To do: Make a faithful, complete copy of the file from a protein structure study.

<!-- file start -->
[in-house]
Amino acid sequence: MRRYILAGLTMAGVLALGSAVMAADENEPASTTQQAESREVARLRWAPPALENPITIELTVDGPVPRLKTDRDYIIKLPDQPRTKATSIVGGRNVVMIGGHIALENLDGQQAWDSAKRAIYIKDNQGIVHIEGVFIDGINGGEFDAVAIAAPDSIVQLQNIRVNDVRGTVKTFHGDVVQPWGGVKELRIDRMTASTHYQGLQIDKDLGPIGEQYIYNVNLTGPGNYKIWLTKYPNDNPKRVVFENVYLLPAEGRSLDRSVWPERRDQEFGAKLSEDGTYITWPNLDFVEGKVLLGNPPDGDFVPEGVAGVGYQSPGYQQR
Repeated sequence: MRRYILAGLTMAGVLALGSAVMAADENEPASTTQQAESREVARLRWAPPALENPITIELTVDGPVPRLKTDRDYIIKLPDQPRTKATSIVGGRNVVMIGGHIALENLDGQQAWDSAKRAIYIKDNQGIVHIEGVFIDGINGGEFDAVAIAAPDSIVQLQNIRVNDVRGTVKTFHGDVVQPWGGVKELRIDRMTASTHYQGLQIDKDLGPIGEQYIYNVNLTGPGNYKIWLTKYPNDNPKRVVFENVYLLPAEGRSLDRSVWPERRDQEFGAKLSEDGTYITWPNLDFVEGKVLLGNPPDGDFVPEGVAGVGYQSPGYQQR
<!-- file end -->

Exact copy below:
[in-house]
Amino acid sequence: MRRYILAGLTMAGVLALGSAVMAADENEPASTTQQAESREVARLRWAPPALENPITIELTVDGPVPRLKTDRDYIIKLPDQPRTKATSIVGGRNVVMIGGHIALENLDGQQAWDSAKRAIYIKDNQGIVHIEGVFIDGINGGEFDAVAIAAPDSIVQLQNIRVNDVRGTVKTFHGDVVQPWGGVKELRIDRMTASTHYQGLQIDKDLGPIGEQYIYNVNLTGPGNYKIWLTKYPNDNPKRVVFENVYLLPAEGRSLDRSVWPERRDQEFGAKLSEDGTYITWPNLDFVEGKVLLGNPPDGDFVPEGVAGVGYQSPGYQQR
Repeated sequence: MRRYILAGLTMAGVLALGSAVMAADENEPASTTQQAESREVARLRWAPPALENPITIELTVDGPVPRLKTDRDYIIKLPDQPRTKATSIVGGRNVVMIGGHIALENLDGQQAWDSAKRAIYIKDNQGIVHIEGVFIDGINGGEFDAVAIAAPDSIVQLQNIRVNDVRGTVKTFHGDVVQPWGGVKELRIDRMTASTHYQGLQIDKDLGPIGEQYIYNVNLTGPGNYKIWLTKYPNDNPKRVVFENVYLLPAEGRSLDRSVWPERRDQEFGAKLSEDGTYITWPNLDFVEGKVLLGNPPDGDFVPEGVAGVGYQSPGYQQR